3. scores brownie points for the policemen involved because they will have dealt with a "crime".

The authorities generally - and certainly the members of ACPO specifically - have given up on Peelite policing. This rested on the consent of the law-abiding and was based on an impartial enforcement of "the law" ie the policing aspect of the rule of law as against rule by law.

Elby the Beserk said...

The purpose of the police is no longer to help prevent and solve crime, and to protect the public, rather to prosecute, with extreme vigour, anything that might seem to be a "crime against the state".

For example - being a Tory.

How many of the 3500 new criminal acts put into legislation by the Commissariat are to do with crimes against the person or property? Very few I think you will find, no the purpose of New Labour Criminal Law is quite simply to harass, prosecute, and raise large sums of moolah for the state.

The PCSO in said video can hardly speal English. New Labour thugs, paid to harass innocent citizens.

Bunch of hoons.

Newmania said...

Down my way a bit as I work in E Croydon and commute back to Lewes Home of Baker.I `m not sure there hasn1t always been a rather officious side the British character. I have had various run ins with Croydon staff on matters such as riding my bike a foot or two into the station area before dismounting .Using language and gesture that is offensive having been upbraided for said offence . Not turning the light of my bicycle off in the station area . Failing to extinguish my cigarette whilst it was in the station area (although my foot as I pointed out was as yet in the free world )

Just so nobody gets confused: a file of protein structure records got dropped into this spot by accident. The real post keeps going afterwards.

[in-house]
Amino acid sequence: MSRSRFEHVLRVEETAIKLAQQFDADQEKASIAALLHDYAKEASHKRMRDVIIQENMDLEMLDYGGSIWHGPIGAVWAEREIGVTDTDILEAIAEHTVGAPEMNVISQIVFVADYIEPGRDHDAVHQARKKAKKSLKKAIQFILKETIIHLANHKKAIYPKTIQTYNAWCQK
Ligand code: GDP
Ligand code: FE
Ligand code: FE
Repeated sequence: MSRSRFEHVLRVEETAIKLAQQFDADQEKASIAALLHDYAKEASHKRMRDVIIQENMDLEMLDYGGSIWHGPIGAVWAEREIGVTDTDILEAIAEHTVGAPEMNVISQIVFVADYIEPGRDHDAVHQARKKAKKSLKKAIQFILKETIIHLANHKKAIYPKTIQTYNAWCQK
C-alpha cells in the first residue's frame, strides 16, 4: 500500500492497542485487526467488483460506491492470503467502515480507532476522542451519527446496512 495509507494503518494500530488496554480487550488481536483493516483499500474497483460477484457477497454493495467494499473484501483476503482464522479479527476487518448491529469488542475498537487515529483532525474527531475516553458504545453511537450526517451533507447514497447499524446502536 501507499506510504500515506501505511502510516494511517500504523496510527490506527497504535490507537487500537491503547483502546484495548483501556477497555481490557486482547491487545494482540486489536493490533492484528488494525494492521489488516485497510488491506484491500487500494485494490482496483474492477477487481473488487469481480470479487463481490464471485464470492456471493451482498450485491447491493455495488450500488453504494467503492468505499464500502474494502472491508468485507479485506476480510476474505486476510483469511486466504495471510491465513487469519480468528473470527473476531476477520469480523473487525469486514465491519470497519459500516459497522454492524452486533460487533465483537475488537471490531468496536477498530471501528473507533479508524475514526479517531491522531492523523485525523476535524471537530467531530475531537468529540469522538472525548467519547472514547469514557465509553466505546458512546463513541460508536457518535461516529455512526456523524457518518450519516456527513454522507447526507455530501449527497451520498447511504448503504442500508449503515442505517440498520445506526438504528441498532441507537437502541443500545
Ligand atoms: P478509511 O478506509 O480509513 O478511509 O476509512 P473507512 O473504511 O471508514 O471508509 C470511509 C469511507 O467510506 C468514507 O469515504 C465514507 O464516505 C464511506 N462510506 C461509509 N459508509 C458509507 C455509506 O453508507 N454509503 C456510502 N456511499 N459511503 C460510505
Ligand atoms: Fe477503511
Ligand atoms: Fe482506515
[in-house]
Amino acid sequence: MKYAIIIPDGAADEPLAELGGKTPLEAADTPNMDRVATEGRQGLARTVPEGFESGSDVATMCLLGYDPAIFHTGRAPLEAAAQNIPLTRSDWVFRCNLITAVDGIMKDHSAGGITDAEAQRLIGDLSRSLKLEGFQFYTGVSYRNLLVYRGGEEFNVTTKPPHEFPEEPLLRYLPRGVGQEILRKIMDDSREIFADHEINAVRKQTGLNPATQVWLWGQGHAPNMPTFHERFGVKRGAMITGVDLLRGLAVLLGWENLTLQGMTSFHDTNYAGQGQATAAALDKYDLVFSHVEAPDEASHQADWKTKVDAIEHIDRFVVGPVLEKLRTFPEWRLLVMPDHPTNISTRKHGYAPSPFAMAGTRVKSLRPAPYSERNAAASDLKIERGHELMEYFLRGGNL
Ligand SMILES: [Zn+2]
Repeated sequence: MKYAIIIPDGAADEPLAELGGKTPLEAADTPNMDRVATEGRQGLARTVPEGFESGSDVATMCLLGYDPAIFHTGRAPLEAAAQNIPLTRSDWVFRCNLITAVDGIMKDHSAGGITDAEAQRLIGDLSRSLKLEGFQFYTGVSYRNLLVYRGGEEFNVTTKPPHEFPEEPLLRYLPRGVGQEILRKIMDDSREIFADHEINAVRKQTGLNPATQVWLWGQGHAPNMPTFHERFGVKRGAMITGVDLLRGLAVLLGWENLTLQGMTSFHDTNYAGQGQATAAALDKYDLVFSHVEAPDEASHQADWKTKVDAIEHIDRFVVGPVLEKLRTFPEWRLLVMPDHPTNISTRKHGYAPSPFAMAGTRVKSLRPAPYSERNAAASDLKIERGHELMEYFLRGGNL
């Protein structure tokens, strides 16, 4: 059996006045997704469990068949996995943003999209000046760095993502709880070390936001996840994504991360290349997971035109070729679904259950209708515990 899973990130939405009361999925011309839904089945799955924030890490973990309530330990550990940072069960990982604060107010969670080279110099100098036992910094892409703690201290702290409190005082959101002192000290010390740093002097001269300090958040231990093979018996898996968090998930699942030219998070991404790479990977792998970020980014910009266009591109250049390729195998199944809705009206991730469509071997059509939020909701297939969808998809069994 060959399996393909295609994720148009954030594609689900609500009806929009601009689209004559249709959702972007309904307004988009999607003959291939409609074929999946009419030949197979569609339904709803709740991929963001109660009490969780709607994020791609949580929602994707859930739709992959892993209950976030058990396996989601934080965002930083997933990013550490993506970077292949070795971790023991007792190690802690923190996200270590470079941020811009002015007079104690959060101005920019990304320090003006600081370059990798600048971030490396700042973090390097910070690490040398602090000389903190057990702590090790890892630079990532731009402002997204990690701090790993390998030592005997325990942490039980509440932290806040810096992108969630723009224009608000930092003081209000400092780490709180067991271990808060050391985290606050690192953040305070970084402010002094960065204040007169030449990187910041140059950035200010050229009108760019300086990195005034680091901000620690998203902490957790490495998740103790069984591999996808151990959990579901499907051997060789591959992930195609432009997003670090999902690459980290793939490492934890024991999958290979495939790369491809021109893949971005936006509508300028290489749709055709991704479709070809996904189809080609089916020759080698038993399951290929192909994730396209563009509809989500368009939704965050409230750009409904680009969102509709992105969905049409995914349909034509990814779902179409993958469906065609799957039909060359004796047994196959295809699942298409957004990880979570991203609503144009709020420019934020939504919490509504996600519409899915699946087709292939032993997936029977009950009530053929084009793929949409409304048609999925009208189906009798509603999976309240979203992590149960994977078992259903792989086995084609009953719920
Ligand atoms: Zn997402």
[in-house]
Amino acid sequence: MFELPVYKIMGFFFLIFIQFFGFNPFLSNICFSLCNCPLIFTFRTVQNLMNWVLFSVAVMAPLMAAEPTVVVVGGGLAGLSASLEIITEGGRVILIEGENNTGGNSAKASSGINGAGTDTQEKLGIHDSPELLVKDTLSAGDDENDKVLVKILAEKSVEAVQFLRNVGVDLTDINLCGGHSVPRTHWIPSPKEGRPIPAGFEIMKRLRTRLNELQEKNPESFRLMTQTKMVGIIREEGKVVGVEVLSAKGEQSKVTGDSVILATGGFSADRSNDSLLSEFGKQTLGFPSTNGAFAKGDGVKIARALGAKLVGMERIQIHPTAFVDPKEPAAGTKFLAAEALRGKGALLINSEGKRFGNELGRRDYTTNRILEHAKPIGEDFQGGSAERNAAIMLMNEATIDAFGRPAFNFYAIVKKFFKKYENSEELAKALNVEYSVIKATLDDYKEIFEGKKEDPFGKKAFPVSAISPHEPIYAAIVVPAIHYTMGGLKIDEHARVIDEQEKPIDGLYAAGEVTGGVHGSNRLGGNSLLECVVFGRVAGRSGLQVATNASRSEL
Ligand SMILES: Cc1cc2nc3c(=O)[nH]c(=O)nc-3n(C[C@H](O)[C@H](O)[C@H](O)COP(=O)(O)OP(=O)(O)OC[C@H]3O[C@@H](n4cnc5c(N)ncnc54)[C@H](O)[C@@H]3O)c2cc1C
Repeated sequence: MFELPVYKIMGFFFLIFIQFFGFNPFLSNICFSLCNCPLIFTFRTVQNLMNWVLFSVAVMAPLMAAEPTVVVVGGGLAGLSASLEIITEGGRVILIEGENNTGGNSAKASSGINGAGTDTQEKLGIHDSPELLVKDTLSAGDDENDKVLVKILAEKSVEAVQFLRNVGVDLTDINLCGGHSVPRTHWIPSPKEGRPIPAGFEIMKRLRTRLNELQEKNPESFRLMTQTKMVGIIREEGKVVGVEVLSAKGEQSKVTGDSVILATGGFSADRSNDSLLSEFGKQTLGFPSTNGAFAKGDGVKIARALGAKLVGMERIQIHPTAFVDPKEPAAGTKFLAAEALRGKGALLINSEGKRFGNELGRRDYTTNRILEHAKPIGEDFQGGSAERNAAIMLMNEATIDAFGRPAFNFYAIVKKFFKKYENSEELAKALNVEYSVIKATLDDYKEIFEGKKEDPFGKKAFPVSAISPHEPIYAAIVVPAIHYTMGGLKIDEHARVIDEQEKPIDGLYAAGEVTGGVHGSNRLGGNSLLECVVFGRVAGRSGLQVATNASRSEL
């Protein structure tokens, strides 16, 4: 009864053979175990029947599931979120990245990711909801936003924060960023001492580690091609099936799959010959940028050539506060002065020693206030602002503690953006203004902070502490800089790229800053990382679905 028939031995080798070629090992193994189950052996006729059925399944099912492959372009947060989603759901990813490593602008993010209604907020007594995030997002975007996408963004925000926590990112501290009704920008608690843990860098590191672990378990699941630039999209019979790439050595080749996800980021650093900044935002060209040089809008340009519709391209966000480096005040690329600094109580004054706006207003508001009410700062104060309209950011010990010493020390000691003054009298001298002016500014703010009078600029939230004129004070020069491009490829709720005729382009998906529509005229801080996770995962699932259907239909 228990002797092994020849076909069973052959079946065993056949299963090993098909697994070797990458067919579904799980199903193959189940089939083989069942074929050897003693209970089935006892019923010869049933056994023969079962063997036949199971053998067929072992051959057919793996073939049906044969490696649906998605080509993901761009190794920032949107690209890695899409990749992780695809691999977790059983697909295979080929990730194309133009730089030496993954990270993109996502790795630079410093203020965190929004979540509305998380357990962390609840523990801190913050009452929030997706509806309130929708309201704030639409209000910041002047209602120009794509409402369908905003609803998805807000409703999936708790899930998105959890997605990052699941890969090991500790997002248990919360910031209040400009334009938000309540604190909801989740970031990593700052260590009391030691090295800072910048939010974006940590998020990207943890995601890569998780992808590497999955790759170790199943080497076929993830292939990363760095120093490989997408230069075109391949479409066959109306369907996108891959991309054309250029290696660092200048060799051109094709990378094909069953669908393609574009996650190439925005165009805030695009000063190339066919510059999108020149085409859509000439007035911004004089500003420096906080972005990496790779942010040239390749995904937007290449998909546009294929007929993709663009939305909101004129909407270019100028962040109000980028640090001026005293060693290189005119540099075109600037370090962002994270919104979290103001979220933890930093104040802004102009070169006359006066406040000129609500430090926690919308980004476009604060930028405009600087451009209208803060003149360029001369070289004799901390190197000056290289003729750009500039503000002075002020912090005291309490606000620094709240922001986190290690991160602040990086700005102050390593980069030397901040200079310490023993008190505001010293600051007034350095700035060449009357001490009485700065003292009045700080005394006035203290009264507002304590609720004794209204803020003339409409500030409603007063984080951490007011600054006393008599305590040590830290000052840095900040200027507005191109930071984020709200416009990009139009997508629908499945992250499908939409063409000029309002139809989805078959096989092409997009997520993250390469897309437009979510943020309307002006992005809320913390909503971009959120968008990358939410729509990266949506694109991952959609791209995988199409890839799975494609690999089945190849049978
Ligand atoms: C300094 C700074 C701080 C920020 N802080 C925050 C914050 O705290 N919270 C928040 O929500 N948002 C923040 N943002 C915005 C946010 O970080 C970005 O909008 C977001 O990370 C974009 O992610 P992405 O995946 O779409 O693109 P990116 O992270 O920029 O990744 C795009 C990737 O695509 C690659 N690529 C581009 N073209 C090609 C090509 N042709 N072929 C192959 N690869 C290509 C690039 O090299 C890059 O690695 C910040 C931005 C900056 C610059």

Bill Quango MP said...

I'd take that photo down from the page if I were you.
Unless you want the law round and 42 days solid Gears of War 2 on the XBoX.You being a "blogger" an' all will only make it worse.

Anonymous said...

It's of course entirely a co-incidence that this was a TORY MP.

JuliaM said...

"..to prosecute, with extreme vigour, anything that might seem to be a "crime against the state".

For example - being a Tory."


Reading the comments from the Tory MP, was he outraged..?

No - he accepted it as perfctly normal that a middle-aged white man with ID (HoC pass, no less) should be stopped and hassled in the street because of some nebulous 'terror threat'.

They've lost any chance at my vote...

Anonymous said...

@JuliaM

What are you smoking in that crackpipe, woman?

A Tory gets hassled by Labour's State Police and your response is to blame the Tories. Get a grip and get yourself to a NarcAnon meeting.

JuliaM said...

"A Tory gets hassled by Labour's State Police and your response is to blame the Tories."

Well, yes. Of course.

I reserve the utmost contempt for people who are shoved over in the playground by a bully, and then pick themselves up and simper 'Well, he does have a point, I WAS standing in his way...'

Doesn't everyone?